A bit of background about congestion pricing from Lewis: “Congestion pricing is close to free lunch. It raises money, lowers congestion, and improves efficiency (by letting individuals monetize their time). In the next ten years, many cities and counties will resort to congestion pricing, because (1) congestion is worsening, (2) infrastructure is collapsing, and (3) municipal pension plans are going totally broke. The biggest problem with congestion pricing is equity, but I am confident we can resolve it by using revenues wisely,” he believes.

About Lewis in his own words:
“After growing up in Birmingham, Alabama (‘the Pittsburgh of the South’), I studied math/econ at University of Pittsburgh, because I lose power if I go too far from an abandoned steel mill. Now I make charts and graphs for the steel industry. I learned After Effects partly at La FUC in Buenos Aires but mainly from online tutorials as I made this series. I get my equipment from Pittsburgh Filmmakers. I have been making movies for 7 years. My Dad is an urban/environmental planner.”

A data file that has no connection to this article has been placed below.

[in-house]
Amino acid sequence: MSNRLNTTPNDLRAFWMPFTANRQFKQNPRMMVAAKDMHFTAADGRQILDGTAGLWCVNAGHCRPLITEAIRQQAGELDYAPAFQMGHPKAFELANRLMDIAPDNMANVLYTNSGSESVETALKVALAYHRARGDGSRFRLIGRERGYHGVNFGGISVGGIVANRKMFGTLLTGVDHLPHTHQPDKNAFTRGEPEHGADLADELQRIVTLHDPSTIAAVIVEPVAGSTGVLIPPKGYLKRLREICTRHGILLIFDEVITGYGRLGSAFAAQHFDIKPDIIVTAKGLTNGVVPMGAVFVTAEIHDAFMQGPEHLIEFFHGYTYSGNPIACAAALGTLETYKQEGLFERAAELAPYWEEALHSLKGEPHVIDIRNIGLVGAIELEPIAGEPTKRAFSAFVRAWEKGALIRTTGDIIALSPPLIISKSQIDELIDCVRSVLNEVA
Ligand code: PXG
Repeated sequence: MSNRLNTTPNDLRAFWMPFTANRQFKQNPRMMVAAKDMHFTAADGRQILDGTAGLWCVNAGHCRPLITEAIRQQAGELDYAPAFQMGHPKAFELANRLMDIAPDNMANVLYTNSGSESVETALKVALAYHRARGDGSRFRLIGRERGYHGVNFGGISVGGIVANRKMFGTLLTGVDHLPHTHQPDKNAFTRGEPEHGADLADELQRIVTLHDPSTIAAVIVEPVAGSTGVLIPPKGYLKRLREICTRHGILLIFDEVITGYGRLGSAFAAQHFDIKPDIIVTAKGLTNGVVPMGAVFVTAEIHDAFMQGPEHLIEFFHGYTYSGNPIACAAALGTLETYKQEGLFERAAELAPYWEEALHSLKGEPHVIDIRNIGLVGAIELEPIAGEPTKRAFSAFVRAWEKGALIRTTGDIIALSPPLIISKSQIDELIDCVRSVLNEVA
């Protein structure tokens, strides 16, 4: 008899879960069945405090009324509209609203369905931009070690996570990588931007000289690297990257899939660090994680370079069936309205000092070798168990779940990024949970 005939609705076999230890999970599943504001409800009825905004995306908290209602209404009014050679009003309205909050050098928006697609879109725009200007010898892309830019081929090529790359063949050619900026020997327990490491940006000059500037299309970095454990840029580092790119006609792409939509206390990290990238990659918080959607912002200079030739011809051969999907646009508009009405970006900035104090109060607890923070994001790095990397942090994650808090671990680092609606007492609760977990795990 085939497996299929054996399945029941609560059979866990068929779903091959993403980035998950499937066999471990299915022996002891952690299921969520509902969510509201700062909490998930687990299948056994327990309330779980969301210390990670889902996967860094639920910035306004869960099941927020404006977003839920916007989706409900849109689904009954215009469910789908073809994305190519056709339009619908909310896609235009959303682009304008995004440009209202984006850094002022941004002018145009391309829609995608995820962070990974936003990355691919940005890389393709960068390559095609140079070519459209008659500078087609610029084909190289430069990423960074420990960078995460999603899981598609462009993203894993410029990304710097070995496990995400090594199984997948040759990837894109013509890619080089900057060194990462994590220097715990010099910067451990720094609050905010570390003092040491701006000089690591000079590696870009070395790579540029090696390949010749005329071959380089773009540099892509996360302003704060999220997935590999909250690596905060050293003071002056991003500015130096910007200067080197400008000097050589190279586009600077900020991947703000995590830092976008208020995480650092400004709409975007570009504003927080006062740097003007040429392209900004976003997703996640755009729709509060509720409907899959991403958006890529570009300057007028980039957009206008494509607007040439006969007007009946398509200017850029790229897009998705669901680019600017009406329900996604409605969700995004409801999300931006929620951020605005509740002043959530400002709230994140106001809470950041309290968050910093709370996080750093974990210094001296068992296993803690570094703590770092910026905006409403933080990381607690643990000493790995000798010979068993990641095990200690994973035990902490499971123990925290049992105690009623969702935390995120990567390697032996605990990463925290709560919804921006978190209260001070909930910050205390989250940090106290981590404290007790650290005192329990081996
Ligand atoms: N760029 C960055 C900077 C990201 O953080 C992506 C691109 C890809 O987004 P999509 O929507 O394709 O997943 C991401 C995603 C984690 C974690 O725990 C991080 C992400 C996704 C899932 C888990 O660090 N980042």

I like how these videos are funny and make a complex economic and transportation topic more understandable. What do you think?

-KG

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How Developers and Lobbyists Shape Transportation Funding

Spend a few minutes looking at this report from The Center for Public Integrity.

The study details how unfocused policy can lead to lots of goodies for special interest groups, especially developers.

From the report: “Virtually all players agree there is no coordinated vision in setting priorities for federal transportation projects. That vacuum has led to a tidal wave of earmarks by Congress. Quite naturally real estate developers and other interests make great efforts to influence which projects get funded. As a group, more than 100 real estate development interests – including both firms and local authorities—spent roughly $5.5 million on federal transportation lobbying in 2009 for projects ranging from rail investments to new interstate exits, according to a Center for Public Integrity analysis of lobbying disclosure records.”

-KG